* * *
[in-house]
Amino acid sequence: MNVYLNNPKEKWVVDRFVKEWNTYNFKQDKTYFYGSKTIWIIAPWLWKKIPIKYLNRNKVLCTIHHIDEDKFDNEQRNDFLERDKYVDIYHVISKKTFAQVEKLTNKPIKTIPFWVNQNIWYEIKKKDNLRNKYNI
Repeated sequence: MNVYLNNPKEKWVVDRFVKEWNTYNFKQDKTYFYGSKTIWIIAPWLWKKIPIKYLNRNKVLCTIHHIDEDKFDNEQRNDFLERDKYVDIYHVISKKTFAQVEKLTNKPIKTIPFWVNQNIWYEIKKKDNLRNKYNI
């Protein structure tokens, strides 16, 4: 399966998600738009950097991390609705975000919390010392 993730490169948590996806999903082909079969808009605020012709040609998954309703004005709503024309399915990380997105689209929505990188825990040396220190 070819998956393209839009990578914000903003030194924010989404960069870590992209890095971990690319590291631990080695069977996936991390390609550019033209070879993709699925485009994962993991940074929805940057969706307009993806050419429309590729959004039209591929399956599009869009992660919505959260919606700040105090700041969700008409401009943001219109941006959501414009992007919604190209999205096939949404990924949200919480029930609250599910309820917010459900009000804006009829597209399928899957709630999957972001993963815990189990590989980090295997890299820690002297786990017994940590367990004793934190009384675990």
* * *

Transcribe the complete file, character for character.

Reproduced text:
[in-house]
Amino acid sequence: MNVYLNNPKEKWVVDRFVKEWNTYNFKQDKTYFYGSKTIWIIAPWLWKKIPIKYLNRNKVLCTIHHIDEDKFDNEQRNDFLERDKYVDIYHVISKKTFAQVEKLTNKPIKTIPFWVNQNIWYEIKKKDNLRNKYNI
Repeated sequence: MNVYLNNPKEKWVVDRFVKEWNTYNFKQDKTYFYGSKTIWIIAPWLWKKIPIKYLNRNKVLCTIHHIDEDKFDNEQRNDFLERDKYVDIYHVISKKTFAQVEKLTNKPIKTIPFWVNQNIWYEIKKKDNLRNKYNI
């Protein structure tokens, strides 16, 4: 399966998600738009950097991390609705975000919390010392 993730490169948590996806999903082909079969808009605020012709040609998954309703004005709503024309399915990380997105689209929505990188825990040396220190 070819998956393209839009990578914000903003030194924010989404960069870590992209890095971990690319590291631990080695069977996936991390390609550019033209070879993709699925485009994962993991940074929805940057969706307009993806050419429309590729959004039209591929399956599009869009992660919505959260919606700040105090700041969700008409401009943001219109941006959501414009992007919604190209999205096939949404990924949200919480029930609250599910309820917010459900009000804006009829597209399928899957709630999957972001993963815990189990590989980090295997890299820690002297786990017994940590367990004793934190009384675990």